Surrey awarded £2m to develop radiation mapping tool to keep aircraft safe
The University of Surrey will lead a new £2million project to develop a tool that will provide the UK Met Office with global maps of radiation levels in the atmosphere during solar storms.
Explosions on the surface of the Sun can create energetic outbursts of electrically-charged particles which are sometimes detectable on the Earth's surface. These unpredictable events typically last for some hours and are capable of disrupting complex microelectronic systems, in particular those in aircraft due to their greater exposure.
A team from the world-renowned Surrey Space Centre is partnering with University College London, the University of Central Lancashire and the British Geological Survey to develop a tool called the Model for Atmospheric Ionising Radiation Environments (MAIRE), which will upgrade the Met Office’s space weather radiation hazard systems.
MAIRE’s maps of radiation levels in the atmosphere during solar storms will reach from ground level to the altitudes used by very high-flying aircraft, giving meteorologists the information needed to issue alerts and all-clear messages.
The project’s funding is part of the Space Weather Instrumentation, Measurement, Modelling and Risk programme, led by the Science and Technology Facilities Council with the Natural Environment Research Council.
Dr Keith Ryden, Principal Investigator of the project and Reader in Space Engineering at the University of Surrey, said: “We are excited to begin work on the MAIRE project and help the country upgrade its space weather forecast capability. The Surrey Space Centre has a rich history of high impact research that pushes the aerospace industry and its associated engineering disciplines forward and we hope to carry on that tradition with this project and for years to come.”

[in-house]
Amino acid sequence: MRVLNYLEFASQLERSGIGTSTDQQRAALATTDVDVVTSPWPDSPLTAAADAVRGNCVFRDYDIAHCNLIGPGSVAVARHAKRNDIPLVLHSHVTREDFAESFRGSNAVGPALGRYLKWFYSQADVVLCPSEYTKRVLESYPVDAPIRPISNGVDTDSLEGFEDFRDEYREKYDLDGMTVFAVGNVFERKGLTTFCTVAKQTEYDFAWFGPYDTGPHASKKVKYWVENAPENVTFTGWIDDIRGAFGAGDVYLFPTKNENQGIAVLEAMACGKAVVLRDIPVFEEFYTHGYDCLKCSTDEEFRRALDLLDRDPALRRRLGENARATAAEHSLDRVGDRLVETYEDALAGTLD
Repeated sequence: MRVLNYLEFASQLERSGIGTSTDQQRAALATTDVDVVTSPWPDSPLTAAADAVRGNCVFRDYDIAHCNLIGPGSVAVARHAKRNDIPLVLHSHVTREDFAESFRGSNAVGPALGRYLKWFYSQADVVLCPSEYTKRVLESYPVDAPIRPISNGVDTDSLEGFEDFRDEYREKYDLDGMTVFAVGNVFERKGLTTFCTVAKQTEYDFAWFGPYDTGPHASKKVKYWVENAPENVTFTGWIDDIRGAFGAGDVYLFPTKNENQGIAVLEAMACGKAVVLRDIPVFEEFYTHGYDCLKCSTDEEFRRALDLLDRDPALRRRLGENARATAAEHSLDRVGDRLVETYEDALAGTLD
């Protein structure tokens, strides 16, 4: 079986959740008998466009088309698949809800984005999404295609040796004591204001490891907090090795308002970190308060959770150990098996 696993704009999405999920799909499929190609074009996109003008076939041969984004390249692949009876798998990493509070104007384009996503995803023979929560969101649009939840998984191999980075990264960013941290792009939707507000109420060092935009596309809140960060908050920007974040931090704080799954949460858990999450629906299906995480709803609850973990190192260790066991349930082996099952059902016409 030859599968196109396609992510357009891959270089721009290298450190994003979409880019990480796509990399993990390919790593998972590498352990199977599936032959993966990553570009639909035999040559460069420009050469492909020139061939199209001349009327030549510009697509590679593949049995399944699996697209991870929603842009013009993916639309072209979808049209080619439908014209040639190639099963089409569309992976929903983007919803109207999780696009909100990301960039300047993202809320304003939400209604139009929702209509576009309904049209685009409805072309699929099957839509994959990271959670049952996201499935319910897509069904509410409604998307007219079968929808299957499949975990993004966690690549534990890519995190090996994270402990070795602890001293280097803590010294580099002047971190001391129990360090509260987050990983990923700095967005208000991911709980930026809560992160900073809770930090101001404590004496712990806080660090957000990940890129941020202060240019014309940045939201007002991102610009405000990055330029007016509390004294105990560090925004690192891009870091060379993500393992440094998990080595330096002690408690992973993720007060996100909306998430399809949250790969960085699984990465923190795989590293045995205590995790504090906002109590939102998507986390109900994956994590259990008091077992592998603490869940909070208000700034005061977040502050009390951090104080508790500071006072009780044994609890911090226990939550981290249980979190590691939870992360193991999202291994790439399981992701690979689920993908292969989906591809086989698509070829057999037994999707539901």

Duncan Wingham, Executive Chair of the Natural Environment Research Council, said:” SWIMMR is great example of NERC working with the Science and Technology Facilities Council and other partners to support world-leading environmental research, and the funding will maximise the impact and uptake of an essential forecasting service relied upon by Government and businesses. These exciting projects will further our understanding and confirm the UK’s reputation as an international leader in this field.”
Simon Machin, Space Weather Programme Manager at the Met Office, said: “We are very excited by the prospect of working with the crème of UK science and academia on the SWIMMR projects. SWIMMR will deliver a step change in UK space weather monitoring, warning and prediction capability by supporting pull-through of cutting-edge science into operational services. This will enable the Met Office to provide a greater range of more accurate services driven by the needs of users and underpins the UK’s strategic aims to grow and exploit opportunities in the space domain.
“SWIMMR communicates a clear vision of cementing the UK as a world leader in space weather and our thanks go out to all partners and stakeholders for supporting this programme of work.”
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